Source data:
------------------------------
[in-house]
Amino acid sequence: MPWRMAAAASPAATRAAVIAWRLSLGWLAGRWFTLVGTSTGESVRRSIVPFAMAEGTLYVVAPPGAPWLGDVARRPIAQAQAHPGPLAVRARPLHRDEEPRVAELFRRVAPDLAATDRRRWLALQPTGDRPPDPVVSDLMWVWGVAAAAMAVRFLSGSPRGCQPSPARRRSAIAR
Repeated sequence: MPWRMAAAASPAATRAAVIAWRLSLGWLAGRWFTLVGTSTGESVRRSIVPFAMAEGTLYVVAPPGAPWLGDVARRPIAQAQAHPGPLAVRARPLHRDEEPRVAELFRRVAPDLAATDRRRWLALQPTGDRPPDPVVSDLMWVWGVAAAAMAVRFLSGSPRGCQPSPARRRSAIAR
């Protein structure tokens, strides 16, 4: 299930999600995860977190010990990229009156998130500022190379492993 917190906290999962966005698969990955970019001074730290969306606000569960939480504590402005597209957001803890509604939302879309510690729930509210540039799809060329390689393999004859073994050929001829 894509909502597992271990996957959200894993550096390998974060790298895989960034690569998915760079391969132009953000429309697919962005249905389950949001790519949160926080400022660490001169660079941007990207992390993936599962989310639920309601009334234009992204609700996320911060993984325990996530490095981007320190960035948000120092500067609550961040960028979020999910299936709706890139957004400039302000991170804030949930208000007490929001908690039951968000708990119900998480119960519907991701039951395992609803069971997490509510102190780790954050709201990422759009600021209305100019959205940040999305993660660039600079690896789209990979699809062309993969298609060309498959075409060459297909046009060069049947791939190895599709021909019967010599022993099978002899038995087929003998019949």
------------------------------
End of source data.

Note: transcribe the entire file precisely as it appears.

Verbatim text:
[in-house]
Amino acid sequence: MPWRMAAAASPAATRAAVIAWRLSLGWLAGRWFTLVGTSTGESVRRSIVPFAMAEGTLYVVAPPGAPWLGDVARRPIAQAQAHPGPLAVRARPLHRDEEPRVAELFRRVAPDLAATDRRRWLALQPTGDRPPDPVVSDLMWVWGVAAAAMAVRFLSGSPRGCQPSPARRRSAIAR
Repeated sequence: MPWRMAAAASPAATRAAVIAWRLSLGWLAGRWFTLVGTSTGESVRRSIVPFAMAEGTLYVVAPPGAPWLGDVARRPIAQAQAHPGPLAVRARPLHRDEEPRVAELFRRVAPDLAATDRRRWLALQPTGDRPPDPVVSDLMWVWGVAAAAMAVRFLSGSPRGCQPSPARRRSAIAR
């Protein structure tokens, strides 16, 4: 299930999600995860977190010990990229009156998130500022190379492993 917190906290999962966005698969990955970019001074730290969306606000569960939480504590402005597209957001803890509604939302879309510690729930509210540039799809060329390689393999004859073994050929001829 894509909502597992271990996957959200894993550096390998974060790298895989960034690569998915760079391969132009953000429309697919962005249905389950949001790519949160926080400022660490001169660079941007990207992390993936599962989310639920309601009334234009992204609700996320911060993984325990996530490095981007320190960035948000120092500067609550961040960028979020999910299936709706890139957004400039302000991170804030949930208000007490929001908690039951968000708990119900998480119960519907991701039951395992609803069971997490509510102190780790954050709201990422759009600021209305100019959205940040999305993660660039600079690896789209990979699809062309993969298609060309498959075409060459297909046009060069049947791939190895599709021909019967010599022993099978002899038995087929003998019949």